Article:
Turning 50: Looking Back – And Ahead

“Now, I’m approaching 50 and it seems like this might be the time for a check-in.”

By Anusha Shrivastava

Fifty.

That’s the figure which struck me upon reading a birthday card in elementary school: “On every birthday morning, count your age by friends, not years.”

That’s the number which seemed attainable. At the time, I didn’t think about a deadline.

Now, I’m approaching 50 and it seems like this might be the time for a check-in.

Fifty. 

It has the convenient feel of a halfway mark. I know I’m not going to be around till I turn 100. Who knows if I’ll even make it to 50? It’s scheduled to happen at the very end of this year but the pandemic has reminded me one can never be sure of these things.

Fifty.

It’s a symbol of sorts so I’m making it the year when I can look back – and ahead. If I were an artist, I might have painted a canvas. As a storyteller, I have the luxury of writing. Of sharing with you that 50 to me feels like a very comfortable age. It gives me the feeling of lowering myself into a bathtub full of warm water, so I can lose myself for just a little bit and savor my next breath.

Fifty.

I can pause here and think about what I’ve felt, done and lived through. My first kiss. My first check. The electric touch of one who loves me. My first byline. Getting a doctorate. Twenty-five years of marriage. My first epidural. Two careers. My first migraine. Two children. Watching my son take his first steps. 9/11. Creating a home for my family in multiple cities and countries. A kidney stone. Travel. Work with a non-profit. Enabling those around me. Watching my daughter become the athlete I never was. Storms and blackouts. Laughing when my doctor said my period is “like the little engine that could” – it just keeps chugging along! 

Fifty.

I’ve been preparing for this age without actually marking the date on my calendar. In the lead up to this year, I made a more concerted effort to do the things I used to enjoy before the business of life engulfed me and commandeered each minute of my day. I took dance lessons. I picked up a paintbrush. I also decided to try out what I had not: I enrolled in yoga classes. I have a list of things I want to do next and this year seems to be about the right time to launch.

Fifty.

In the run-up to it, I realized it was high time I stopped being the always-polite person. When a neighbor was rude to me, at first I wasn’t quite sure how to react. Then, I walked up to him and said in an even tone: “You owe me an apology.” He looked at me as if I had a plant growing out of my head! Even so, possibly scared I’d create a scene, he apologized. My 40-year old self might have let it pass. Now, I feel too old to be treated in a fashion I find objectionable.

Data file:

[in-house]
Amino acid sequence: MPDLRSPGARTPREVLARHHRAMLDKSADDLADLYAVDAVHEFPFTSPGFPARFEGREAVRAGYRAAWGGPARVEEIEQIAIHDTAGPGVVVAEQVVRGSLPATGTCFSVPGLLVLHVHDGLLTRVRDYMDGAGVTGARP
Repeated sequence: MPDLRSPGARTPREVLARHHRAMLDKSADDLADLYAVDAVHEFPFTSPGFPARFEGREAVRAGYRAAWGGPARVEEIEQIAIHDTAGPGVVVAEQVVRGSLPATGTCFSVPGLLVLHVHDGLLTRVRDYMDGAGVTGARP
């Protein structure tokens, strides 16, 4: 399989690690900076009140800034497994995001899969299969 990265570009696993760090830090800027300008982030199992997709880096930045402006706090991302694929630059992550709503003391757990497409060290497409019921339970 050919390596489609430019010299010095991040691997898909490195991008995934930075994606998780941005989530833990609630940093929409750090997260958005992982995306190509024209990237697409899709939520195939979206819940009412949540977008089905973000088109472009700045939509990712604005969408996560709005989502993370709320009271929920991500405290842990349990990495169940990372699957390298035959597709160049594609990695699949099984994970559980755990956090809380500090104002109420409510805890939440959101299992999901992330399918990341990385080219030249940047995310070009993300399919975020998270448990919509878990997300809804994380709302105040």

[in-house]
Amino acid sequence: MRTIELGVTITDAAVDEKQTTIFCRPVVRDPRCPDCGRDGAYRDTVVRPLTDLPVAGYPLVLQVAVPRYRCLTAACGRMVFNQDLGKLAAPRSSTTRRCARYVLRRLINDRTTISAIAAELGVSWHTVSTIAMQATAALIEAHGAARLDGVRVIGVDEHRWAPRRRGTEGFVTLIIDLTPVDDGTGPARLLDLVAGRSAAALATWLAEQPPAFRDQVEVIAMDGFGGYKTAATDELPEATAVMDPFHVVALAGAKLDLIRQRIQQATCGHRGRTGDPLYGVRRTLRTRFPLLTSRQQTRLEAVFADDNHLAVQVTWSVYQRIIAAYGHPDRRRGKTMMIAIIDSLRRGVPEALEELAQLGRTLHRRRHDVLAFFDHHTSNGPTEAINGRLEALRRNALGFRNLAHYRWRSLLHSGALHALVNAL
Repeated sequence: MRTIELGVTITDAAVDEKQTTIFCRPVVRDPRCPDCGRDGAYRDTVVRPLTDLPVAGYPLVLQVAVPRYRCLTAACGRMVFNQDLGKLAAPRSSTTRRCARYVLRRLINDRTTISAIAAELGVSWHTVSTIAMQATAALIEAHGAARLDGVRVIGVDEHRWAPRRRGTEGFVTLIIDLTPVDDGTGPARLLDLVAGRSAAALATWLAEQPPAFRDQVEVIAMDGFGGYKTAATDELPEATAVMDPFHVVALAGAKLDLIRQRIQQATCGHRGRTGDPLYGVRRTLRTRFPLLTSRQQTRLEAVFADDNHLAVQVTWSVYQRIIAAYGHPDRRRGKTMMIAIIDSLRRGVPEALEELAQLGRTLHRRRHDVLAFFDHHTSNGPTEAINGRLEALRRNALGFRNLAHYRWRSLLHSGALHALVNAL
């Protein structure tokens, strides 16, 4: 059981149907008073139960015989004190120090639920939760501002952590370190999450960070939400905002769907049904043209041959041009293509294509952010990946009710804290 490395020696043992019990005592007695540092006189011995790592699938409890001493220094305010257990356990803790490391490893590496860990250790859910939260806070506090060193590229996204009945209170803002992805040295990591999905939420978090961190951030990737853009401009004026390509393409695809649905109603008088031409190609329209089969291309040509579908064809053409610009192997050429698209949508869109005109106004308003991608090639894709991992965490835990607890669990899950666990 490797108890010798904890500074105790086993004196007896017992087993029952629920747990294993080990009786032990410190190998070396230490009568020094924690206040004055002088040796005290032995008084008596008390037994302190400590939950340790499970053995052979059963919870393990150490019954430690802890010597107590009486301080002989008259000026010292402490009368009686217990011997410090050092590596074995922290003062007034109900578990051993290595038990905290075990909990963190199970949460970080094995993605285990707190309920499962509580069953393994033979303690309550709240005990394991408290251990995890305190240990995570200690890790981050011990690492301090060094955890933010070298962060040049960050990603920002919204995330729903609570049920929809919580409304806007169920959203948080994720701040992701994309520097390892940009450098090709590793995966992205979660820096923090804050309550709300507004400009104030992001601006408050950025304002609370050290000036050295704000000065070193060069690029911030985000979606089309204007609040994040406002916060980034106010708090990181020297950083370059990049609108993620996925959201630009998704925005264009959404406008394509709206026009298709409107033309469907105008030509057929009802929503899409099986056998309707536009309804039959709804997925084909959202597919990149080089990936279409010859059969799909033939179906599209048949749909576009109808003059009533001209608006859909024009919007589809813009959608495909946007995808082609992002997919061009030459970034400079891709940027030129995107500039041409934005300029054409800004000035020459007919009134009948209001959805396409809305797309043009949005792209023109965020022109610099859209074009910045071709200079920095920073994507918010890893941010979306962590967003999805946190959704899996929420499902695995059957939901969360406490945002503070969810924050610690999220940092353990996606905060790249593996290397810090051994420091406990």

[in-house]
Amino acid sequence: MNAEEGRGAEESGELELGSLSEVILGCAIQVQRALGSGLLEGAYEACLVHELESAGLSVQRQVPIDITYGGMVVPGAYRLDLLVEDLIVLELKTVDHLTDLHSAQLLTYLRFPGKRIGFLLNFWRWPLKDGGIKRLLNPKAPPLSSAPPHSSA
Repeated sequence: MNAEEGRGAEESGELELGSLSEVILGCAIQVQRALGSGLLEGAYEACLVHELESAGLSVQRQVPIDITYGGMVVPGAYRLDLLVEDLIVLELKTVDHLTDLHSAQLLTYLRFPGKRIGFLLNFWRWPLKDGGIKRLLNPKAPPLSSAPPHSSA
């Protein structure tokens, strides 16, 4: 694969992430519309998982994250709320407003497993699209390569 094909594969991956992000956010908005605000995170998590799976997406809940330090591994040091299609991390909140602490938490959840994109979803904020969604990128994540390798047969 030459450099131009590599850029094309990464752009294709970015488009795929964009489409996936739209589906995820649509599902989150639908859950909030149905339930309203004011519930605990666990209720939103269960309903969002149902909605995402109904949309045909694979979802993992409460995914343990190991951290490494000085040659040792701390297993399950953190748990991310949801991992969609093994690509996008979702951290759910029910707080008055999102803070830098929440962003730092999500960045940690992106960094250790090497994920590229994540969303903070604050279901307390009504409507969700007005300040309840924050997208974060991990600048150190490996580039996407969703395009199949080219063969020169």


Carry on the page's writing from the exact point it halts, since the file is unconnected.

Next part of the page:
Fifty.

What I am truly comfortable with at this age is being in my skin. For as long as I can remember, I have been aware that there will always be people richer, better-looking and thinner than me. I am also aware there are people who are not as well off or healthy as me. So, I feel no desire to be like anyone else. I want to build on what I have. Relationships and friendships.

Fifty.

That’s the number of friends I once thought I should have. People I can rely on and reach out to when I need advice, love and a laugh. I’ll provide the same, so we can solve problems together. What this entails is being proactive in connecting with people and sustaining the bonds. Everyone wants to be connected but very few people want to make the effort to find ways to do so. “Connectivity is cheap but connecting is not,” said a wise person.

Fifty.

If I now sit down to make a list of 50 friends and find I already have more than that number, then I’ve already missed that notional 50th marker. If not, then I have a goal and I’d better get started.

A storyteller by choice, Anusha Shrivastava’s first career was as a business journalist across three countries, including India. Her most recent stint as a full time journalist was as a credit markets reporter with The Wall Street Journal in New York City. For the past seven years, she has been a career development professional at Columbia University in New York. She graduated with an MS from Columbia’s Graduate School of Journalism in 2002. She also has a doctorate in International Relations from the School of International Studies at JNU in New Delhi. She has raised two children with her husband in a suburb of New York and enjoys blogging and yoga.

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